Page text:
Though there was fear and uncertainty, the Eastern Friends continued to teach and preach, but not for long. Barna Horkay was one of the first to be silenced. He was at home On Oct. 17, 1947 when soldiers arrived demanding to search his house. The soldiers searched and took all the family photos, even his collection of letters from Dolorosa. In that moment, Horkay really didn’t think the he would be arrested, but a man from his congregation came and innocently asked whether there would be Bible study that day.
When the soldiers finished searching, they told him to gather a few things because he was going with them. |He took off his wedding ring, said goodbye to his pregnant wife, their two small children, his sister and father; then he left. Two soldiers accompanied him on a train to the prison in the city of Ungvar. While they were traveling, both soldiers fell asleep. Horkay could have escaped but didn’t. When they arrived, both soldiers said, “Viszlat” (which means, see you again) and Horkay responded the same way. They laughed and said that he would never see them again.
Church officials gave him and his family no help. He later discovered that they wanted him arrested. Within two years, almost all the members of Eastern Friends were arrested. Because the authorities needed time to organize the accusations, Horkay was kept in a prison in the city of Ungvar until June of 1948. There he learned that his seven-year sentence would be carried out in Siberia’s Kolyma camp.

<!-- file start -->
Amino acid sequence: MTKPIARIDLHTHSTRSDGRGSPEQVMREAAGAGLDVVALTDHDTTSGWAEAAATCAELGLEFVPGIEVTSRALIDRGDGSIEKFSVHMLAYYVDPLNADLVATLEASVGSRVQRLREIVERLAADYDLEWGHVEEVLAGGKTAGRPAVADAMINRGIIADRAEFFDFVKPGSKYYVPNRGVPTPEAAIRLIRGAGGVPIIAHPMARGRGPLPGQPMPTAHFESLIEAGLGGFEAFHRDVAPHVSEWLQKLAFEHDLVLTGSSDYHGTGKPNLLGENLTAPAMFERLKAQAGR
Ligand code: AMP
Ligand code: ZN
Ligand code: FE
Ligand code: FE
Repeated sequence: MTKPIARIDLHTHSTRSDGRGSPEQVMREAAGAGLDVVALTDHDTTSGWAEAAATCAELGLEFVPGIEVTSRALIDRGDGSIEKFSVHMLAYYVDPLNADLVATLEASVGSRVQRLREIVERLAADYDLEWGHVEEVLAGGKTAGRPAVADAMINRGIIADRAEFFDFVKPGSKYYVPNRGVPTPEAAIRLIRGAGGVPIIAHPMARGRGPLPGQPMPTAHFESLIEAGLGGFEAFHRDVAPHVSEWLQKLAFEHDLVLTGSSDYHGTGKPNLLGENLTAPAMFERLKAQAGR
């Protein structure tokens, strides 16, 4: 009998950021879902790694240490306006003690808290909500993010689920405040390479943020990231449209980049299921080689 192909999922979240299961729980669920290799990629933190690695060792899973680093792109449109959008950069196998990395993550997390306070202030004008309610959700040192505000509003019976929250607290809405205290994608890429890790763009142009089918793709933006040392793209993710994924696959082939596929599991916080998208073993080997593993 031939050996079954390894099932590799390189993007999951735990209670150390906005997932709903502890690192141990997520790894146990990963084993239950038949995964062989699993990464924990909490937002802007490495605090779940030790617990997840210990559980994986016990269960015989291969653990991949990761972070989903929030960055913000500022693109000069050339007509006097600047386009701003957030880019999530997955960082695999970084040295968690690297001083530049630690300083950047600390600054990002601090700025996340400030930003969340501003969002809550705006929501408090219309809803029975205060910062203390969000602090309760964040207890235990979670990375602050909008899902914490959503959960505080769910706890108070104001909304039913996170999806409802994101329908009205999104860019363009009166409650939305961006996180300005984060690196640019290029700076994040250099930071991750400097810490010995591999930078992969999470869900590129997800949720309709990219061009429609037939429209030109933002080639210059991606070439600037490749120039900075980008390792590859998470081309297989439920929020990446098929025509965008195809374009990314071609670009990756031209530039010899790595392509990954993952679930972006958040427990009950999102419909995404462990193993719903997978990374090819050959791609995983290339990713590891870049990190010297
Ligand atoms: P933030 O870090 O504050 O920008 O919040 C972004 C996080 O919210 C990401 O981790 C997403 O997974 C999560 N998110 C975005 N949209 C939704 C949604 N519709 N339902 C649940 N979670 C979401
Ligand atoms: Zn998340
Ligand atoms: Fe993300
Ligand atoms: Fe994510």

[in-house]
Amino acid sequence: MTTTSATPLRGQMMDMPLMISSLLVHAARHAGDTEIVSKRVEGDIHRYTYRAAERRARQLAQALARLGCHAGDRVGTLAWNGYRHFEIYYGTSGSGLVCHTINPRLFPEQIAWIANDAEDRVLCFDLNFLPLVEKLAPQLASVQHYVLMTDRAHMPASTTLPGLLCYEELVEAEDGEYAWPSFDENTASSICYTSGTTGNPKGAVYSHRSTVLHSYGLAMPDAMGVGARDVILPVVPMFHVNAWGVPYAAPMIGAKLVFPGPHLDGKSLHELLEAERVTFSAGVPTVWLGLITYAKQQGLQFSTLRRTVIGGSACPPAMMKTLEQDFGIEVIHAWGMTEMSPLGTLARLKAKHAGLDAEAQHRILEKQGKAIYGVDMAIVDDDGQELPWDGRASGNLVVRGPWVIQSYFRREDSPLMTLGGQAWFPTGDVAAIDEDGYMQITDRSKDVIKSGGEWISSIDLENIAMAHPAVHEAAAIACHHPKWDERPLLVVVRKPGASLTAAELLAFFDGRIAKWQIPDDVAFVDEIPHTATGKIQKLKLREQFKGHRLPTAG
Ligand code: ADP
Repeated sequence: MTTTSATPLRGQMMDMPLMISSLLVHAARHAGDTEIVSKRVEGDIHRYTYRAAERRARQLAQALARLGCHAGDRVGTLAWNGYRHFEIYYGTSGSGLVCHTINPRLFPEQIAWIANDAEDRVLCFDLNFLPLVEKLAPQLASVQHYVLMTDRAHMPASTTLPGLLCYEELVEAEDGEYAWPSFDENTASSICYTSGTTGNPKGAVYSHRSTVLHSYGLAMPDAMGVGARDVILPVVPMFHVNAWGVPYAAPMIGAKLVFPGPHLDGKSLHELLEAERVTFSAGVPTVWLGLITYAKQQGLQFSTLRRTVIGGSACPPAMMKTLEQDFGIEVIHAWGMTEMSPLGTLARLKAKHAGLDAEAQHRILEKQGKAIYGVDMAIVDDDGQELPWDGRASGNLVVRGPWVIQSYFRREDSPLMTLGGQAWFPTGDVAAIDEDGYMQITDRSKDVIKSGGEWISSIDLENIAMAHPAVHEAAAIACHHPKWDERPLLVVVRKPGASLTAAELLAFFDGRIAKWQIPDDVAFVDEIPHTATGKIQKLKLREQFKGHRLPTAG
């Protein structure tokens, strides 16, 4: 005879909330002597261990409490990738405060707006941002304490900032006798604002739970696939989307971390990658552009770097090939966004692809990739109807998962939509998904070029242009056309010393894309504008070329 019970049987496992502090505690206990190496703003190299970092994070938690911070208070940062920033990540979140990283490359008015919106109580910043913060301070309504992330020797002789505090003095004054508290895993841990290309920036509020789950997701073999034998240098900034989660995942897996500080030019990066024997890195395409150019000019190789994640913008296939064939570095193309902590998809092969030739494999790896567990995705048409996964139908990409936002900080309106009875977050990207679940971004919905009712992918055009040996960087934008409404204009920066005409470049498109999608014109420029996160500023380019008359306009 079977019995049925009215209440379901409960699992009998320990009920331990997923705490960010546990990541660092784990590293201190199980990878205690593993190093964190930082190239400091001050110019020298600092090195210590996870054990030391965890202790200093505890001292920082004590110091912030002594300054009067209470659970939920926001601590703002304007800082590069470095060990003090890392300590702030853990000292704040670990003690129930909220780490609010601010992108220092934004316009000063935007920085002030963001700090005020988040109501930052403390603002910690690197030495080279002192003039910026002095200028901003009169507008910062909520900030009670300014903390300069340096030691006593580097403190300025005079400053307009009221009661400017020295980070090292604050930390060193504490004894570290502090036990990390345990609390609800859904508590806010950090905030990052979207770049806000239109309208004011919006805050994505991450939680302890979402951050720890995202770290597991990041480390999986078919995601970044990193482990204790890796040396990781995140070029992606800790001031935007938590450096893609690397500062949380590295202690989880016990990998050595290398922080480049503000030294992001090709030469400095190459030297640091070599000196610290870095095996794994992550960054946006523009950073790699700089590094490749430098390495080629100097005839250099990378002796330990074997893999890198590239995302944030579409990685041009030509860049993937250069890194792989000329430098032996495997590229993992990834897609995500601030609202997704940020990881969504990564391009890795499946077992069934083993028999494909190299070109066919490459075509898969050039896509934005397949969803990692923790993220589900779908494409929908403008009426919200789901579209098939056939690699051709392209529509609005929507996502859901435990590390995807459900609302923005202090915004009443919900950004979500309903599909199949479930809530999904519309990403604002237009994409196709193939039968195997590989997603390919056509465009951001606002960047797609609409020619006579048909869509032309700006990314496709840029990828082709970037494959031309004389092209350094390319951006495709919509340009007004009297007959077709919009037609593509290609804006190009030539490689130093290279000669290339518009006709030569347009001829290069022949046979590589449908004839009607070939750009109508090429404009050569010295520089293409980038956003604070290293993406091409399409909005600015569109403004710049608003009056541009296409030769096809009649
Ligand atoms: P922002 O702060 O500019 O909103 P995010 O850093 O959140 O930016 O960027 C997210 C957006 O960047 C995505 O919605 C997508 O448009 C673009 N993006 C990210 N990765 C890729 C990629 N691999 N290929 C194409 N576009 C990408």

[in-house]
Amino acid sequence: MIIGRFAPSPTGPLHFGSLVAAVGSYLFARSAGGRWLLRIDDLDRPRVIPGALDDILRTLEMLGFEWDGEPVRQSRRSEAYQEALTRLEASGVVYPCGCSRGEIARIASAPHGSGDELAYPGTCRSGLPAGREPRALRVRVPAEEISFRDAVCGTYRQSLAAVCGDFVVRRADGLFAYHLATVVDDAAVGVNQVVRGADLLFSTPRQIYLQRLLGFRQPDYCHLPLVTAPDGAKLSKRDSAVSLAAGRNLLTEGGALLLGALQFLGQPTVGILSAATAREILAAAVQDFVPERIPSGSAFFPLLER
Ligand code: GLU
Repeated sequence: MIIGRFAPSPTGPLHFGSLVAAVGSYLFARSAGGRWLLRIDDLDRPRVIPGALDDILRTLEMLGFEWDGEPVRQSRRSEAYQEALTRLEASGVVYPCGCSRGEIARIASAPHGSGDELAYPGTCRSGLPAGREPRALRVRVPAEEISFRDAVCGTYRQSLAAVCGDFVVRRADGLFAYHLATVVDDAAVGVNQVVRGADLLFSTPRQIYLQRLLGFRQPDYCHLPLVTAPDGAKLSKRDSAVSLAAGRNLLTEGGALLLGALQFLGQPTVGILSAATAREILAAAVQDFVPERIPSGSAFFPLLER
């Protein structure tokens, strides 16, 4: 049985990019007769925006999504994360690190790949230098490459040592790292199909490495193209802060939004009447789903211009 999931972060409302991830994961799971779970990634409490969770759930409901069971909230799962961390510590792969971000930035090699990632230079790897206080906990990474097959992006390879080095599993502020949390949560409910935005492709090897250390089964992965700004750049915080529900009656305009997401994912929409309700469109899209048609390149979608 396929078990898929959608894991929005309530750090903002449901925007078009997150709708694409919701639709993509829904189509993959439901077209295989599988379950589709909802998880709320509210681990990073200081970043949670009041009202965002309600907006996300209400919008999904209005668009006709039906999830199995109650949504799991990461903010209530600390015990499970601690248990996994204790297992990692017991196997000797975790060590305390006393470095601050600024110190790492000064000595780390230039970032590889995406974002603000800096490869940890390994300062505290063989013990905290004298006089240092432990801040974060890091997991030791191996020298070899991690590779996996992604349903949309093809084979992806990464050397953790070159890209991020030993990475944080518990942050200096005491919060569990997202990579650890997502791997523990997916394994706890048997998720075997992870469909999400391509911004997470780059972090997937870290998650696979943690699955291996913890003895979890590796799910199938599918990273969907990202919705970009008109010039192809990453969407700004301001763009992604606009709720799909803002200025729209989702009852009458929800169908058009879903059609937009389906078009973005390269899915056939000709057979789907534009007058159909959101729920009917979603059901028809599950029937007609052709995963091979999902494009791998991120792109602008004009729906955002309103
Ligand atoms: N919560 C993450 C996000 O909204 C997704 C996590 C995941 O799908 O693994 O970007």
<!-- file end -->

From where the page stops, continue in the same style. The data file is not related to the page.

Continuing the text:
In Kolyma there was never enough food or clothing, and even if you had a coat, you would likely lose it to a bigger or stronger prisoner. In the camp, the prisoners kept track of days with marks on wall, even noting holidays. One Christmas Horkay was nearly killed by a Ukrainian prisoner who wanted money. When Horkay said that he had nothing, the man took his coat. He was pleased to have escaped with his life, his best Christmas present.
After serving his sentence, Horkay still had to stay in Siberia and was not allowed to go home. The condition was called internal exile. To stay alive until he was allowed to leave, Horkay worked doing childcare. When he was finally allowed to return home, he had absolutely no money. When a woman from the village church heard of his plight, she collected travel money from her congregation to send him home.
On Sept 7, 1955, Horkay arrived at Nagyszolos, the village where his family was living. It was the first time he held his son, the baby his wife was carrying when he was arrested. The bishop, a man who cooperated fully with the communist authorities, was not happy when Horkay returned. However, he grudgingly allowed Horkay to resume preaching but under a cloud. The KGB monitored his activities and threatened a return trip to Siberia if he stepped out of line. Because he received no salary and conditions in Ukraine were dire, his family lived on packages sent from Switzerland. Horkay taught fledgling ministers and continued preaching until 1987 when he and his family moved to Hungary. Horkay did not officially retire until he was well into his 80s and died on September 22, 2003, just two months short of his 96th birthday. His was a long and grace-filled life,